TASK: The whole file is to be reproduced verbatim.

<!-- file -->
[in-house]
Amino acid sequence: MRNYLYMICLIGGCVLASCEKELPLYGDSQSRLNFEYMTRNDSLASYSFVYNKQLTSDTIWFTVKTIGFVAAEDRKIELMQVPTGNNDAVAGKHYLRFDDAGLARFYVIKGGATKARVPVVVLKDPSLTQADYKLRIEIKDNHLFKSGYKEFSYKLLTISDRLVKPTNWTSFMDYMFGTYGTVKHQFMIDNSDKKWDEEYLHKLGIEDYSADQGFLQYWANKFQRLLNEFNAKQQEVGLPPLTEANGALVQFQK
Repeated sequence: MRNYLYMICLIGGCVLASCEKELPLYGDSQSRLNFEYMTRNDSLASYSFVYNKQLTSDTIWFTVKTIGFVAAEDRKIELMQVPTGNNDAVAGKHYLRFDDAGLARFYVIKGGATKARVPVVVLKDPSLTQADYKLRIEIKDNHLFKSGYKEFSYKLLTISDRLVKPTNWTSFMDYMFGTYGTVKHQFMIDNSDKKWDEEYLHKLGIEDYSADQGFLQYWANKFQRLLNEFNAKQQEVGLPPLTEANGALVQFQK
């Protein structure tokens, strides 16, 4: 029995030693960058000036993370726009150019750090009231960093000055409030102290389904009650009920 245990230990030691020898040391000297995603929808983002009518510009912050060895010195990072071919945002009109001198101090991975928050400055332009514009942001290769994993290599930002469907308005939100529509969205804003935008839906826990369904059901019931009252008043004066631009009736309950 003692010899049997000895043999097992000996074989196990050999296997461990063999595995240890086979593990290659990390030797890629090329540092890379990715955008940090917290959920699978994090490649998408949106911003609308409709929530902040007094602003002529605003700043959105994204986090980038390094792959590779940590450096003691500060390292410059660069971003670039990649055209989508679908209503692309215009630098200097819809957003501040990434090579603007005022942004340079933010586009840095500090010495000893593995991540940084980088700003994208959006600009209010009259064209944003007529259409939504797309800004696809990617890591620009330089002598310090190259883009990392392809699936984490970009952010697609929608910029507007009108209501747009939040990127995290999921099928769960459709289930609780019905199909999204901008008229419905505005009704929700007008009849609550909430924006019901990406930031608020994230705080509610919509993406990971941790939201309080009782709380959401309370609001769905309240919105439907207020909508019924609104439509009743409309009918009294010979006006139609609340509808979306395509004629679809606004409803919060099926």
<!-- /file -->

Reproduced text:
[in-house]
Amino acid sequence: MRNYLYMICLIGGCVLASCEKELPLYGDSQSRLNFEYMTRNDSLASYSFVYNKQLTSDTIWFTVKTIGFVAAEDRKIELMQVPTGNNDAVAGKHYLRFDDAGLARFYVIKGGATKARVPVVVLKDPSLTQADYKLRIEIKDNHLFKSGYKEFSYKLLTISDRLVKPTNWTSFMDYMFGTYGTVKHQFMIDNSDKKWDEEYLHKLGIEDYSADQGFLQYWANKFQRLLNEFNAKQQEVGLPPLTEANGALVQFQK
Repeated sequence: MRNYLYMICLIGGCVLASCEKELPLYGDSQSRLNFEYMTRNDSLASYSFVYNKQLTSDTIWFTVKTIGFVAAEDRKIELMQVPTGNNDAVAGKHYLRFDDAGLARFYVIKGGATKARVPVVVLKDPSLTQADYKLRIEIKDNHLFKSGYKEFSYKLLTISDRLVKPTNWTSFMDYMFGTYGTVKHQFMIDNSDKKWDEEYLHKLGIEDYSADQGFLQYWANKFQRLLNEFNAKQQEVGLPPLTEANGALVQFQK
């Protein structure tokens, strides 16, 4: 029995030693960058000036993370726009150019750090009231960093000055409030102290389904009650009920 245990230990030691020898040391000297995603929808983002009518510009912050060895010195990072071919945002009109001198101090991975928050400055332009514009942001290769994993290599930002469907308005939100529509969205804003935008839906826990369904059901019931009252008043004066631009009736309950 003692010899049997000895043999097992000996074989196990050999296997461990063999595995240890086979593990290659990390030797890629090329540092890379990715955008940090917290959920699978994090490649998408949106911003609308409709929530902040007094602003002529605003700043959105994204986090980038390094792959590779940590450096003691500060390292410059660069971003670039990649055209989508679908209503692309215009630098200097819809957003501040990434090579603007005022942004340079933010586009840095500090010495000893593995991540940084980088700003994208959006600009209010009259064209944003007529259409939504797309800004696809990617890591620009330089002598310090190259883009990392392809699936984490970009952010697609929608910029507007009108209501747009939040990127995290999921099928769960459709289930609780019905199909999204901008008229419905505005009704929700007008009849609550909430924006019901990406930031608020994230705080509610919509993406990971941790939201309080009782709380959401309370609001769905309240919105439907207020909508019924609104439509009743409309009918009294010979006006139609609340509808979306395509004629679809606004409803919060099926």